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Girls pound Walton-Verona in semifinals

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By John Herndon

SHELBYVILLE - If anything, Anderson County might have set its clock ahead by more than an hour Saturday night.

That's how ready the Lady Bearcats were for the semi-final round of the Eighth Region Tournament Sunday afternoon.

After two postponements because of the weekend's snow, Anderson quickly jumped on Walton-Verona, then delivered the knockout punch in the third quarter for a 76-48 romp at Shelby County High School.

"We had to come out and play," said Anderson junior Lindsay Fultz, who scored 10 points and pulled down 7 rebounds. "The coaches told us we needed to get off to a good start."

It took just 54 seconds Anderson to establish dominance over its northern Kentucky foe, also nicknamed the Bearcats.

After Walton-Verona's Lauren Hargett scored the game's first basket, the Lady Bearcats scored 6 points in 14 seconds. Caitlyn Royalty whipped the Walton-Verona press for a layup, then Courtney Milam put back a missed free throw and Royalty drove for a layup after a steal.

"We felt our press could cause them some real problems and we wanted to create some problems early," Anderson coach Tony Kays said. "I thought the girls came out and played hard from the outset."

Anderson improved to 24-8 while Walton-Verona finished at 15-14.

While Anderson ran off 12 straight points early, it was only after Hargett drilled a 3-point shot, then converted an old-fashioned three-point play before Anderson kicked it into high gear. Leading just 20-18, Tiffany Davenport got things started with a pair of flips in the lane. Over the next 4 minutes, Anderson outscored Walton-Verona 16-5 and eventually built a 43-27 halftime lead.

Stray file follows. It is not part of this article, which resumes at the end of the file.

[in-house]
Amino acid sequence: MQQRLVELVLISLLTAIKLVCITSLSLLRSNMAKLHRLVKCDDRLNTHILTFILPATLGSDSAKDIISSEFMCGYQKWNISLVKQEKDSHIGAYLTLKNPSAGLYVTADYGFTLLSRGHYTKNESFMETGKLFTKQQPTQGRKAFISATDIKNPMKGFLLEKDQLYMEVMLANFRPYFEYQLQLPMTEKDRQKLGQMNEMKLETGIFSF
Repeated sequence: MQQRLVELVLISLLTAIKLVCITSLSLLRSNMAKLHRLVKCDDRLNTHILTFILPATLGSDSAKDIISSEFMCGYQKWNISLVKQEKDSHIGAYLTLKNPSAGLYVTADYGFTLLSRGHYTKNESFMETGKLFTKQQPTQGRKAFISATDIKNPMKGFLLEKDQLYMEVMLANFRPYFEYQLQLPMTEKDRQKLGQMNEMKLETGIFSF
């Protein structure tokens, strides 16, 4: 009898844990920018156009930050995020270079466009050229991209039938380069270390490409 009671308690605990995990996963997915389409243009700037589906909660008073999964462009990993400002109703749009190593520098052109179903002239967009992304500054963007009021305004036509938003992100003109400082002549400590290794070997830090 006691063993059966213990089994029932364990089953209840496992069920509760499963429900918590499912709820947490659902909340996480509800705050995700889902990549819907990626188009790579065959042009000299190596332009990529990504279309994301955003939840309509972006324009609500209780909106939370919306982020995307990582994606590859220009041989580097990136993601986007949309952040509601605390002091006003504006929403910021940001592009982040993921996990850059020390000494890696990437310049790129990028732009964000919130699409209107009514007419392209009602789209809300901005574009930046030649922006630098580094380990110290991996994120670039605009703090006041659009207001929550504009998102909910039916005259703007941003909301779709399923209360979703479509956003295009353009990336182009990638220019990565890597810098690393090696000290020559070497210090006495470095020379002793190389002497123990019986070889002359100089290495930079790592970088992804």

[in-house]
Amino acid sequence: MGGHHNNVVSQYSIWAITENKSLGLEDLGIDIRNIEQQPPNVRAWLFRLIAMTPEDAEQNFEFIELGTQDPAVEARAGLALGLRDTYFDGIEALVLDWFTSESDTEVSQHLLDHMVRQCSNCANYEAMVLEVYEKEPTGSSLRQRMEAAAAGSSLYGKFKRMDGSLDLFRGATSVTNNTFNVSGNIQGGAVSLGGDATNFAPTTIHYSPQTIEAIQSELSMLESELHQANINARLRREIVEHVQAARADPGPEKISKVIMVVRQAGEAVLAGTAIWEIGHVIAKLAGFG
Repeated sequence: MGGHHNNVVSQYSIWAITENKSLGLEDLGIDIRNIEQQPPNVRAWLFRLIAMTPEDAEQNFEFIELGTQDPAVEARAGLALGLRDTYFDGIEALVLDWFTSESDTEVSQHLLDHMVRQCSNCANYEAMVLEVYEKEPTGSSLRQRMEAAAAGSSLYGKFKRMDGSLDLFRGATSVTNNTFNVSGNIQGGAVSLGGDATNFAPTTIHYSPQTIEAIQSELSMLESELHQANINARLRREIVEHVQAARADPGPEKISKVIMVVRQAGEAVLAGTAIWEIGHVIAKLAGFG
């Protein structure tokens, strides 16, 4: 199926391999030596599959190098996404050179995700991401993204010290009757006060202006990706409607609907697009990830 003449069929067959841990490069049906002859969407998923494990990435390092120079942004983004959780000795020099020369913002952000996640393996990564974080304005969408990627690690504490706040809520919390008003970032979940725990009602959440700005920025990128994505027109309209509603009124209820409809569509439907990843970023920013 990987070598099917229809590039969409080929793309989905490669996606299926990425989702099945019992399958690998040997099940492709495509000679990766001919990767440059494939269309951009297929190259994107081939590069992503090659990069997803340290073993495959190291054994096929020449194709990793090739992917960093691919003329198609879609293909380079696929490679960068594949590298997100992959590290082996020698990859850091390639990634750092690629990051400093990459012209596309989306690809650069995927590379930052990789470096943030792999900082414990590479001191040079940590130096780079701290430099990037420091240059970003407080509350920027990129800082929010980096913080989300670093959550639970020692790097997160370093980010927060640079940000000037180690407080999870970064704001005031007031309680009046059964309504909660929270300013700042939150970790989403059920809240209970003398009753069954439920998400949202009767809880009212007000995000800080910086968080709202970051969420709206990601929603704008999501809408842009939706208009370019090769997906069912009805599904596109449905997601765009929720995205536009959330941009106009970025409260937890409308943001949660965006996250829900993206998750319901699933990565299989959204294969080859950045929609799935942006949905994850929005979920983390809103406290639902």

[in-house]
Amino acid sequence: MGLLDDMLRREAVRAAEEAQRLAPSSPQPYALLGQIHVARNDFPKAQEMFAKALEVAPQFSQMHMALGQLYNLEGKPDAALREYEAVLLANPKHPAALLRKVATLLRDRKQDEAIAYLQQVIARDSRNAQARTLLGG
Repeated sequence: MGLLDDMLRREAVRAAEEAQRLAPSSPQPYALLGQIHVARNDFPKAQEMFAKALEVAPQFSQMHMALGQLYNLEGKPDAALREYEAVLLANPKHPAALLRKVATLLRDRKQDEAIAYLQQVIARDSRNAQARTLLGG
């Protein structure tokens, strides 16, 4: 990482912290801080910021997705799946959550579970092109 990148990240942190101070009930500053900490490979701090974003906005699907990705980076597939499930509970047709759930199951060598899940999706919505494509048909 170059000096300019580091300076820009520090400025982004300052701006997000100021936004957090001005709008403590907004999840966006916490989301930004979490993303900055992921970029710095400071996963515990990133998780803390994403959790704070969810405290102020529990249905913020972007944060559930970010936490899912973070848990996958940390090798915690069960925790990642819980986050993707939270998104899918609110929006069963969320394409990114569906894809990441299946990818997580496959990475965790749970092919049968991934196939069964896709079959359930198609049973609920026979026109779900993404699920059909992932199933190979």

Anderson was never threatened again, outscoring Walton-Verona 24-11 in the third quarter.

Davenport, who had been sick most of the week and came off the bench Sunday, led Anderson with 17 points, including a trio of 3-point bombs in the second half. "I started feeling good again Saturday," she said.

Milam added 15 points while Christy Gemmell and Royalty tallied 11 each.

"I think Anderson came out as the aggressor," said Walton-Verona coach Ashley Rosen. "We had seen them on film and knew about their press but we did not take care of the ball."

But the northern Bearcats could do little about it, turning the ball over 25 times. "I don't know how many steals Christy Gemmell had but she did a great job of anticipating and making steals," Kays said. "She also did a great job of penetrating and breaking down their defense."

Anderson's performance withstood a 35-point barrage from Hargett in her final high school game. Hargett ended her career with over 1700 points. A Thomas More College signee, Hargett received a prolonged ovation from the vast majority of the estimated 750 fans in attendance when she left the floor for the last time with two minutes to go.

Kays did not need to remind his team that Walton-Verona had rallied from a 13-point third quarter deficit to upset Oldham County in the tournament's first round.

It was Walton-Verona's first regional tournament win since 1992 when the northern Bearcats were in the Ninth Region. "At halftime, we talked about how we had let teams off the hook this year," Kays said. "We wanted to finish them off."

Rosen added, "Tony has a nice bench and they were able to play a lot of kids."

That depth finally began to take its toll on Walton-Verona, a school with only 320 students.

With less than a minute to go in the third quarter, Anderson had nearly doubled the score (67-34) and cruised the rest of the way.

"It was kind of different getting up and getting going," Milam said of the game-time uncertainty. "We came in at 12 o'clock today for a shoot around but it was different."

Milam, who lives in a rural area of the county, said she missed a team practice Saturday. "I was snowed in," she smiled.

"That was what made it hard," Kays said of the game being postponed from Friday to Saturday, then Sunday. "You really don't know how to prepare. You don't know how hard to work the kids, and you are just hoping you do it right. The good thing is that everybody is in the same boat.

"The upperclassmen did a great job in helping everyone get ready. I don't think we had anyone stand out, but a lot of people played and had good games for us."